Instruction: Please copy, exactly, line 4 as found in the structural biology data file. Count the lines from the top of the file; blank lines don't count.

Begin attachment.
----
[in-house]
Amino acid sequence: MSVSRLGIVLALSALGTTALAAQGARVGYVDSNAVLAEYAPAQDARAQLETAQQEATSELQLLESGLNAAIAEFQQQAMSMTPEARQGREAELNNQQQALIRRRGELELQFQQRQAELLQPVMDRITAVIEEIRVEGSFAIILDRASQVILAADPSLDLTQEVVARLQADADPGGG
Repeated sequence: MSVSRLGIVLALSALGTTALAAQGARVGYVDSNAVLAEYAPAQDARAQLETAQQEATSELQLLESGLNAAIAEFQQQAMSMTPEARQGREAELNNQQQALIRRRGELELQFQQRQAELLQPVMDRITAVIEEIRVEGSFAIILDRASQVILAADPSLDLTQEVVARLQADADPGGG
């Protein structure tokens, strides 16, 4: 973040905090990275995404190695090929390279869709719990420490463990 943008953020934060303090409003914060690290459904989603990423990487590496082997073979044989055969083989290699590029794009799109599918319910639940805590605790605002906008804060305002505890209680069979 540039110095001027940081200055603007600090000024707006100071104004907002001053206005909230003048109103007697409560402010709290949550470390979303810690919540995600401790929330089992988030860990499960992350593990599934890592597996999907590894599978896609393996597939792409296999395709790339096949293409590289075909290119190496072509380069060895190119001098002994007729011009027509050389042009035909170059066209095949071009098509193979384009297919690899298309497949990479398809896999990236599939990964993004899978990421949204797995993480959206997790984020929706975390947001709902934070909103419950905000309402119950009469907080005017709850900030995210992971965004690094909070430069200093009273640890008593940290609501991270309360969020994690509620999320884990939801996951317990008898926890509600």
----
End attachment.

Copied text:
């Protein structure tokens, strides 16, 4: 973040905090990275995404190695090929390279869709719990420490463990 943008953020934060303090409003914060690290459904989603990423990487590496082997073979044989055969083989290699590029794009799109599918319910639940805590605790605002906008804060305002505890209680069979 540039110095001027940081200055603007600090000024707006100071104004907002001053206005909230003048109103007697409560402010709290949550470390979303810690919540995600401790929330089992988030860990499960992350593990599934890592597996999907590894599978896609393996597939792409296999395709790339096949293409590289075909290119190496072509380069060895190119001098002994007729011009027509050389042009035909170059066209095949071009098509193979384009297919690899298309497949990479398809896999990236599939990964993004899978990421949204797995993480959206997790984020929706975390947001709902934070909103419950905000309402119950009469907080005017709850900030995210992971965004690094909070430069200093009273640890008593940290609501991270309360969020994690509620999320884990939801996951317990008898926890509600």